Maryville Prenuptial and Postnuptial Attorneys
Help with drafting and reviewing prenups in Blount County & East Tennessee
Prenuptial agreements, commonly called prenups, are contracts you and your fiancée set up prior to your marriage. Your prenup sets out in advance how things like property and assets will be divided in the event of a divorce. In the same vein, a postnuptial agreement (postnup) does the same thing, except you and your spouse sign the agreement after you’re married. Some people believe signing a prenuptial agreement is bad luck and unromantic. However, a solid prenup can provide you and your spouse needed peace of mind and security as you start off your life together. Here’s why.
During a divorce or legal separation, dividing your assets and property can get complicated or even contentious. Whether you have a lot of things to split up or even just a few, your possessions are important to you, and your shared financial assets must be divided equitably. Pre- and postnups ensure everything ends up where it belongs. The Maryville divorce attorneys at Shepherd & Long, P.C. can help you draft a thorough and fair prenuptial agreement.
What exactly is a prenuptial agreement?
Very few couples have divorce on their mind when newly engaged. However, that doesn’t mean you shouldn’t consider a prenup as part of your wedding planning. A prenup or postnup provides protection to both you and your future spouse from many future unknown events. Some of the advantages of this legal contract include:
- Distinguishes between separate property (“mine”) from joint property (“ours”)
- Protects the financial interests of children from previous marriages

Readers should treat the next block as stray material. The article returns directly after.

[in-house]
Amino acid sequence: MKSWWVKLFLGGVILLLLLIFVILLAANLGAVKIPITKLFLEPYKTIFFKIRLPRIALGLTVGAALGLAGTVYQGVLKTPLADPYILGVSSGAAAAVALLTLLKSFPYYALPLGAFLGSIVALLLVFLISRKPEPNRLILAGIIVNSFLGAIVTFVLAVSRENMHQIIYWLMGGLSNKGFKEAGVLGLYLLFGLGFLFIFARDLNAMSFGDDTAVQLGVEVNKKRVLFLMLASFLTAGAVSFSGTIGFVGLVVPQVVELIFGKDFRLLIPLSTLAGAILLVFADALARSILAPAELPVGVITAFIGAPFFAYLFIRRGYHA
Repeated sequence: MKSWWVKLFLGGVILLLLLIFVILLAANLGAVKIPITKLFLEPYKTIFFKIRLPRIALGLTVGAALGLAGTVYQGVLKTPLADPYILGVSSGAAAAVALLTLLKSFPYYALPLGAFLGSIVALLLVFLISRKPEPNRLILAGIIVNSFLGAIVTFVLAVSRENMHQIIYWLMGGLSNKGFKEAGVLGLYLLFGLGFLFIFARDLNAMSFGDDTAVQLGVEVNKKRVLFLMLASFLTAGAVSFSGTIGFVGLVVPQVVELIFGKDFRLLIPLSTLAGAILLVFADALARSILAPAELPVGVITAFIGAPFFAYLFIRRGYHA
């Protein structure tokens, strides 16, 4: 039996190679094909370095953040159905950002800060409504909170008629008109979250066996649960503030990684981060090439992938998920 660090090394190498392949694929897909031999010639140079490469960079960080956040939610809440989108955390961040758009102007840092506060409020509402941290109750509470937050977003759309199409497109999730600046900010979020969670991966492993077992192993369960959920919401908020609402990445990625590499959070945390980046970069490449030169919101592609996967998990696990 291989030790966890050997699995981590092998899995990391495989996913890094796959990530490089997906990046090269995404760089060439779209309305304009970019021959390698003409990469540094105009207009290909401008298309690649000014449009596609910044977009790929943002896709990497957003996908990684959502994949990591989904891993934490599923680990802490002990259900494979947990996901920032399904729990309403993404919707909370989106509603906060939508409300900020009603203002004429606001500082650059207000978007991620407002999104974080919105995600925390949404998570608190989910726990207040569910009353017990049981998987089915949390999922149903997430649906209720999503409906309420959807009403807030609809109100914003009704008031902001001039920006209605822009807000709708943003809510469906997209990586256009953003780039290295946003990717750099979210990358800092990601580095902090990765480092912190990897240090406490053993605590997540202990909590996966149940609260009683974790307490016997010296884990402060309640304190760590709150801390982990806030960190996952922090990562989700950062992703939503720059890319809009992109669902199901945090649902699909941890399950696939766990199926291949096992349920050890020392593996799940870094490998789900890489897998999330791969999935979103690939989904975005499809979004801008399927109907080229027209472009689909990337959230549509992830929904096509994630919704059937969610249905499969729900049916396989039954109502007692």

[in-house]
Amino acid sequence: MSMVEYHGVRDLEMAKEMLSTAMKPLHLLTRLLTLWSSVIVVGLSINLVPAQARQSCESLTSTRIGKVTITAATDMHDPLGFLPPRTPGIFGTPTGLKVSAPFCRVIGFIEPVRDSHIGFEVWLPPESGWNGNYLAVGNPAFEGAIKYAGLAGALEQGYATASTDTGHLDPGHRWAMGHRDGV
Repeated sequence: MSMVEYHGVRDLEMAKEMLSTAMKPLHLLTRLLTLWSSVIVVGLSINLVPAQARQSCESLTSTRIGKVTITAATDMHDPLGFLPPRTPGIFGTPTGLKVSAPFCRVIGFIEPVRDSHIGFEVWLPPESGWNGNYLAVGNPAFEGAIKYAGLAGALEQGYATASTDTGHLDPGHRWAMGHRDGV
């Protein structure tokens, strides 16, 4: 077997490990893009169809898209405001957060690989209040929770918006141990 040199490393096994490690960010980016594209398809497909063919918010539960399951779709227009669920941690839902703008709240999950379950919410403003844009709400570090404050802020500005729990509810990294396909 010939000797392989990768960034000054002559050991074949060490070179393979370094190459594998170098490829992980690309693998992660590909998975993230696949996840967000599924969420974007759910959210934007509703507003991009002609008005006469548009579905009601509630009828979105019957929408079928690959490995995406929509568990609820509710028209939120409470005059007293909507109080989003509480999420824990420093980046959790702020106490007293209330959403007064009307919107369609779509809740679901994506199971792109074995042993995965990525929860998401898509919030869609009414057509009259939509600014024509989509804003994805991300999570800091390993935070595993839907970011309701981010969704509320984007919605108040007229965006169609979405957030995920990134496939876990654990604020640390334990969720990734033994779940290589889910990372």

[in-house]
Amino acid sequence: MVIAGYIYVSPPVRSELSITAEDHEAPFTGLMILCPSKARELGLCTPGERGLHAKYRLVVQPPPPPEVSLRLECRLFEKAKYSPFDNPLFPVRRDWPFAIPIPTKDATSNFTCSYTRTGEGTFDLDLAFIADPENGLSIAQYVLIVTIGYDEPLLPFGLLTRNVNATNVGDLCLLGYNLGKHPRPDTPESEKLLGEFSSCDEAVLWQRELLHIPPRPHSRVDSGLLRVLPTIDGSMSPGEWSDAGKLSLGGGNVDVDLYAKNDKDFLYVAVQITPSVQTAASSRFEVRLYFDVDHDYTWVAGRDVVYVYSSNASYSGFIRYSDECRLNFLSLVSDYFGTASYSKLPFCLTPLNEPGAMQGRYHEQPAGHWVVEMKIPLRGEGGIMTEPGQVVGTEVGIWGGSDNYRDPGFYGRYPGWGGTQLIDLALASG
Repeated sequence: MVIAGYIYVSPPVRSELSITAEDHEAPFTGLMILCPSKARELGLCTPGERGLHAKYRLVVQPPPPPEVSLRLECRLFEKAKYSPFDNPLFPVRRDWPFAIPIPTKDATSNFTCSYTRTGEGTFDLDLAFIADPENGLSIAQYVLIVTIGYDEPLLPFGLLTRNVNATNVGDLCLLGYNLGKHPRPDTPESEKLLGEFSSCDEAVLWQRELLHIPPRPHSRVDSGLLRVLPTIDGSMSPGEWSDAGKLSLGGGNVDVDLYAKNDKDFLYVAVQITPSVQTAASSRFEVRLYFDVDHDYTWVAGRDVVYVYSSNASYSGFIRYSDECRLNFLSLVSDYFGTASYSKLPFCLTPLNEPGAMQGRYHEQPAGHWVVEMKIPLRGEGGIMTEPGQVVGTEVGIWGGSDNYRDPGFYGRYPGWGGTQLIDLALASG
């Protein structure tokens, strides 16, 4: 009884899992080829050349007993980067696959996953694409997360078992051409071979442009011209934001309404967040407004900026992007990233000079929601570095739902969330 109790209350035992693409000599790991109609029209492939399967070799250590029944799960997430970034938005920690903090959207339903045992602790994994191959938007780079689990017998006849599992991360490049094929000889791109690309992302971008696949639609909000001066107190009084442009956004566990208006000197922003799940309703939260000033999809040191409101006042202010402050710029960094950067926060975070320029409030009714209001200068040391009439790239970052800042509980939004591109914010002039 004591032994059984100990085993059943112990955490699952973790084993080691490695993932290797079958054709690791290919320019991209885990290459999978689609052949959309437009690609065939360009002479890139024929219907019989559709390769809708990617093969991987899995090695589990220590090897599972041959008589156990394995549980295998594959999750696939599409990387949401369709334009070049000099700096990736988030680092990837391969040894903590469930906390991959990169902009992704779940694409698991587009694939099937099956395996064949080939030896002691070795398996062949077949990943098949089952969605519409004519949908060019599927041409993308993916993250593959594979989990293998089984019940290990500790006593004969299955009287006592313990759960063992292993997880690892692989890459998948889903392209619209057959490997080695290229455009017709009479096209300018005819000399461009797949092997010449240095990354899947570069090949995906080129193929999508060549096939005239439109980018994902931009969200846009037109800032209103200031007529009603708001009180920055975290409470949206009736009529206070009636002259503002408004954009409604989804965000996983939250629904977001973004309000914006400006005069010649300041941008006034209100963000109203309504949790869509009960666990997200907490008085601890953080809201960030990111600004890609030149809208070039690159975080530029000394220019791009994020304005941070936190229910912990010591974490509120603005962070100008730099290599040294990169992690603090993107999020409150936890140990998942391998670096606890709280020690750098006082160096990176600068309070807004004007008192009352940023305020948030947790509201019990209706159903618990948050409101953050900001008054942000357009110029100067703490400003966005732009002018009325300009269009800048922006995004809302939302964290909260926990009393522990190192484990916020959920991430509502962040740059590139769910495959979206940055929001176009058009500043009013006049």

- Protects one spouse from personal debts of the other
- Protects ownership interests in large assets like business or real estate
In the event of a divorce, the court typically follows the prenuptial or postnuptial agreement as a guide when dividing up property and assets. The postnuptial agreement is just like a prenuptial agreement, but you and your spouse create it after you’re already married. Reasons a couple might want a postnuptial agreement is if they accumulate significant assets or wealth during their marriage. It’s also important to sit down with your Maryville attorney from time to time to review your agreement to ensure it’s still up to date.
What is a postnuptial agreement?
Postnups are mostly the same as prenups – the only difference is the time you sign them. You and your spouse might consider a postnuptial agreement after changes in property and assets in the marriage. For example, you may now have a successful business as a married couple and want to set some protections in place for the future – how you will divide the business in the event of a divorce, or what will happen to the business in the event of one or both of your deaths.
Again, it’s important to remember that if you don’t have a legal agreement or estate plan in place, the court will distribute assets as they see fit.
What can you put in a prenuptial agreement?
You and your partner can negotiate the terms of your prenup or postnup together, and can put just about whatever you want in the contract. However, there are some limits and restrictions.
Things you may include in a prenup: